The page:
Try to read and understand our query’s conditions, and we will better understand our query’s final result. For example, in our previous SQL query, the final condition is only the ORDER BY. This means the final result would be ordered by the total product price in descending order. 

Knowing the final conditions would help you understand a significant part of the query and the overall query intention.

 

 

Lastly, we need to understand where the data comes from. After we know about the data to select and the conditions to get them, we need to understand the source. The final JOIN clause would give us an understand of how the tables interact and the data flow.

For example, the previous complex query shows that we performed Join twice. It means we used at least three data sources for the final result. This information would be necessary in the later steps to understand further how each data source comes by, especially when the data source is coming from the subquery.

 

 

After understanding how the final result should be and where it comes from, we need to look closer at the details. From here, we would backtrack into each subqueries and understand why they are structured like that.

However, we don’t try to look at them in the top-down structures. Instead, we should try to look at the subqueries that are closer to the final result, and we move up to the one furthest from the final result. From the code example above, we should try to understand this code first:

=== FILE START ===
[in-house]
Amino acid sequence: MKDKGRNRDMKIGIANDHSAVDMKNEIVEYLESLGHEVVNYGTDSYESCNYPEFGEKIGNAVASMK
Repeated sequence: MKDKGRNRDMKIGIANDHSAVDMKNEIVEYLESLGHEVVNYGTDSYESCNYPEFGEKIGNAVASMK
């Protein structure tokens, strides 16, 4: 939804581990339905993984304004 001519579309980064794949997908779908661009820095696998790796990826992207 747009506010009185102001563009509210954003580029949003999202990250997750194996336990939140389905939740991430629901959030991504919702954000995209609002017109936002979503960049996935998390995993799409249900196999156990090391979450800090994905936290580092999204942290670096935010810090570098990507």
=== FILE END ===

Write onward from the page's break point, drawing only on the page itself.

SELECT 
  purchases.cust_id, 
  purchases.product, 
  SUM(purchases.price) as total_product_price 
FROM 
  purchases 
WHERE 
  purchases.category = 'kitchen' 
GROUP BY 
  purchases.cust_id, 
  purchases.product 
HAVING 
  SUM(purchases.price) > 10000

 

Then, we are moving to the furthest code which is this one:

WITH customerspending AS (
  SELECT 
    customers.id, 
    SUM(purchases.price) as total_spending 
  FROM 
    purchases 
    JOIN customers ON purchases.cust_id = customers.id 
  GROUP BY 
    customers.id
)

 

We can track down the author’s thought process clearly when we break down each subquery from the one closer to the result to the furthest. 

Try to repeat the process above if you need help understanding each subquery. With some practice, you will have a better experience in reading and understanding the query.

 

 

Reading and understanding SQL queries is a skill that everyone should have in the modern era, as every company deals with them. By using the following step-by-step guide, you would have a better time to understand the complex SQL queries. The steps include:

  1. Understand the General SQL Query Structure
  2. Understand the Final Select
  3. Understand the Final Conditions Clause
  4. Understand the Final Join
  5. Reverse Order Reading and Repeat

 
 

Cornellius Yudha Wijaya is a data science assistant manager and data writer. While working full-time at Allianz Indonesia, he loves to share Python and Data tips via social media and writing media.